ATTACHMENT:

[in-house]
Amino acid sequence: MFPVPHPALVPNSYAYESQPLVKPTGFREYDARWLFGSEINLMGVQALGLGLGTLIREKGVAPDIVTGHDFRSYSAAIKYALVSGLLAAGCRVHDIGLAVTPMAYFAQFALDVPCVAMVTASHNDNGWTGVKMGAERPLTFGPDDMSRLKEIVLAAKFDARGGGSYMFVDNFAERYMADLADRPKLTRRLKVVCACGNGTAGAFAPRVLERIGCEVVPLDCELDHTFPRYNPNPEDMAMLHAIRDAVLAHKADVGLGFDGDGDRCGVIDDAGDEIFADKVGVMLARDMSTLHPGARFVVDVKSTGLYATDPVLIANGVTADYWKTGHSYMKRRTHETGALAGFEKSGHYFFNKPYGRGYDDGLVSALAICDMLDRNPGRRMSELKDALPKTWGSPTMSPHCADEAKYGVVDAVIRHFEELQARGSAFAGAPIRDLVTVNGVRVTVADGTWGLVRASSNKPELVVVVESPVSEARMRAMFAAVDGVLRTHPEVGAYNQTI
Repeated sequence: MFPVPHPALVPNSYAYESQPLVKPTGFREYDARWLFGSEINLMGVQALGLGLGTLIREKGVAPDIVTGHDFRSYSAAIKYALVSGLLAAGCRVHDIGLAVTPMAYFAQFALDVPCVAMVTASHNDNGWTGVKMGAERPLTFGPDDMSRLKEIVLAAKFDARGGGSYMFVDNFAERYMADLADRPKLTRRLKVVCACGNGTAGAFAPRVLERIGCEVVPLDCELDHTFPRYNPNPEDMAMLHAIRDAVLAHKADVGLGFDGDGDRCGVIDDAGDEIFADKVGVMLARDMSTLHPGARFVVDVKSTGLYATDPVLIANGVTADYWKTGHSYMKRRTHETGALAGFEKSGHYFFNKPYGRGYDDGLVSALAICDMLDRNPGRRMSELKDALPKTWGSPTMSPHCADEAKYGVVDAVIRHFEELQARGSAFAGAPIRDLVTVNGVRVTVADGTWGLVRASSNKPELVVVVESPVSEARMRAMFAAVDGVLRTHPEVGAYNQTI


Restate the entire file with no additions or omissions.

[in-house]
Amino acid sequence: MFPVPHPALVPNSYAYESQPLVKPTGFREYDARWLFGSEINLMGVQALGLGLGTLIREKGVAPDIVTGHDFRSYSAAIKYALVSGLLAAGCRVHDIGLAVTPMAYFAQFALDVPCVAMVTASHNDNGWTGVKMGAERPLTFGPDDMSRLKEIVLAAKFDARGGGSYMFVDNFAERYMADLADRPKLTRRLKVVCACGNGTAGAFAPRVLERIGCEVVPLDCELDHTFPRYNPNPEDMAMLHAIRDAVLAHKADVGLGFDGDGDRCGVIDDAGDEIFADKVGVMLARDMSTLHPGARFVVDVKSTGLYATDPVLIANGVTADYWKTGHSYMKRRTHETGALAGFEKSGHYFFNKPYGRGYDDGLVSALAICDMLDRNPGRRMSELKDALPKTWGSPTMSPHCADEAKYGVVDAVIRHFEELQARGSAFAGAPIRDLVTVNGVRVTVADGTWGLVRASSNKPELVVVVESPVSEARMRAMFAAVDGVLRTHPEVGAYNQTI
Repeated sequence: MFPVPHPALVPNSYAYESQPLVKPTGFREYDARWLFGSEINLMGVQALGLGLGTLIREKGVAPDIVTGHDFRSYSAAIKYALVSGLLAAGCRVHDIGLAVTPMAYFAQFALDVPCVAMVTASHNDNGWTGVKMGAERPLTFGPDDMSRLKEIVLAAKFDARGGGSYMFVDNFAERYMADLADRPKLTRRLKVVCACGNGTAGAFAPRVLERIGCEVVPLDCELDHTFPRYNPNPEDMAMLHAIRDAVLAHKADVGLGFDGDGDRCGVIDDAGDEIFADKVGVMLARDMSTLHPGARFVVDVKSTGLYATDPVLIANGVTADYWKTGHSYMKRRTHETGALAGFEKSGHYFFNKPYGRGYDDGLVSALAICDMLDRNPGRRMSELKDALPKTWGSPTMSPHCADEAKYGVVDAVIRHFEELQARGSAFAGAPIRDLVTVNGVRVTVADGTWGLVRASSNKPELVVVVESPVSEARMRAMFAAVDGVLRTHPEVGAYNQTI